Pipeline concerns prompt activation of emergency center


City officials and emergency responders met at noon today via conference call with representatives from PG&E Gas Operations and state and county emergency services officials to discuss the status of Line 147, according to city officials.

Utility representatives told San Carlos officials they continue to operate the gas line despite a court order to shut it down that was issued by a San Mateo County judge on Friday. However, the utility is analyzing the impacts of shutting the line down and expects to complete that analysis by Monday morning, city officials said.

Mayor Bob Grassilli said the timeline was not satisfactory.

"How can a company which claims safety is their top priority continue to ignore a court order issued to protect the public?" Grassilli said in a statement Saturday.

"It's 80 degrees outside, PG&E customers in the Bay Area aren't going to be without gas if line 147 were shut down," Grassilli added.

The injunction was issued Friday after city officials obtained emails from the utility questioning the line's safety.

The San Carlos City Council declared a state of emergency late Friday afternoon and held an emergency meeting to discuss PG&E's refusal to shut down the pipeline, according to a statement from the city manager's office.

The 3.8-mile line runs the length of the city beneath Brittan Avenue, a residential street that carries thousands of residents to their homes and schools daily, according to city officials, City Manager Jeff Maltbie said.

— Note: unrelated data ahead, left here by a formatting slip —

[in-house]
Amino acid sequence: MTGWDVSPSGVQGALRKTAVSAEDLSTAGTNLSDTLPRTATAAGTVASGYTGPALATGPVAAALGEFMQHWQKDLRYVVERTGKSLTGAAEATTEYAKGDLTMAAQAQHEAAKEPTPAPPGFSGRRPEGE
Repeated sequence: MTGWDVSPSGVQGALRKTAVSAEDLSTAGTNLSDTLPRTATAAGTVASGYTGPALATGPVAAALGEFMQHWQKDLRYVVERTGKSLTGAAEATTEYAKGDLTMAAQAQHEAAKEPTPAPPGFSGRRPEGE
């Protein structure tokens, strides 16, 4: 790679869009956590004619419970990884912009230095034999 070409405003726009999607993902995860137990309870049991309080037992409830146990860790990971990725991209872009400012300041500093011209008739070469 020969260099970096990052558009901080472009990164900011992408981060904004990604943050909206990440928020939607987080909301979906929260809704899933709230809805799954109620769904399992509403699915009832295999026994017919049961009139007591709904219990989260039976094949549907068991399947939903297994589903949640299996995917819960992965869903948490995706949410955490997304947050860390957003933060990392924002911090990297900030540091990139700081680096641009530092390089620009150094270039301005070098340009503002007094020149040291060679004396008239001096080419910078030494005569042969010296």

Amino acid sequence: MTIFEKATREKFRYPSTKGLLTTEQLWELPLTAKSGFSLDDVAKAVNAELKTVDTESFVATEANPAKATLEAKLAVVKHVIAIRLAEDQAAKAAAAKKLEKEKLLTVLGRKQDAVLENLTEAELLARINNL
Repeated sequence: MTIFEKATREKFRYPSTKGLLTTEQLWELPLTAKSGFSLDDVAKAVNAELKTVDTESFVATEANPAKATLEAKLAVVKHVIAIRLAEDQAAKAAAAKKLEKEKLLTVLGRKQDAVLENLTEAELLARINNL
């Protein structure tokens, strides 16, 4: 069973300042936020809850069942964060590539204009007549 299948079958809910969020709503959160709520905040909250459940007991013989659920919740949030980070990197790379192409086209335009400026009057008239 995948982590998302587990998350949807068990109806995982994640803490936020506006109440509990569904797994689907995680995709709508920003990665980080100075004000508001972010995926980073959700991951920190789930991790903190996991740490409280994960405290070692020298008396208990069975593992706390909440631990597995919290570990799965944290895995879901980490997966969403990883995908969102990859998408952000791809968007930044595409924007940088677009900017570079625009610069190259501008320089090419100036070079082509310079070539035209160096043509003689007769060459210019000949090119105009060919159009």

PG&E officials say the pipe, which is still operating, is safe, although the utility told city officials it would reduce pressure on the pipe by 20 percent, according to Maltbie.

A utility spokesperson was not immediately available for comment this afternoon, and calls to PG&E's media line were referred to the city of San Carlos.

Concerns over the pipe's safety came after PG&E representatives forwarded city officials a series of internal emails on Thursday that cast doubt on the condition of the line after a leak repair.

In one of the emails, a PG&E engineer, whose name was redacted, expressed concerns to PG&E executives about the thinning of the pipe, which dates back to 1929.

"Are we sitting on a San Bruno situation?" the engineer wrote. "Is the pipe cracked and near failure? I don't want to panic people but seems like we should consider this and probably move this pipe...for replacement."

City Manager Jeff Maltbie said residents living near the pipeline are not being asked to evacuate and said shutting down the line would simply be "err(ing) on the side of caution."

Nonetheless, he said, "The city is doing everything we can to ensure their safety."

On Monday, city officials plan to confer with the CPUC over the issue, Maltbie said.

The state commission is weighing whether to fine PG&E up to $2 billion for the 2010 explosion of one of its pipelines in San Bruno, which killed 8 people, injured more than 60 others and decimated 38 homes.

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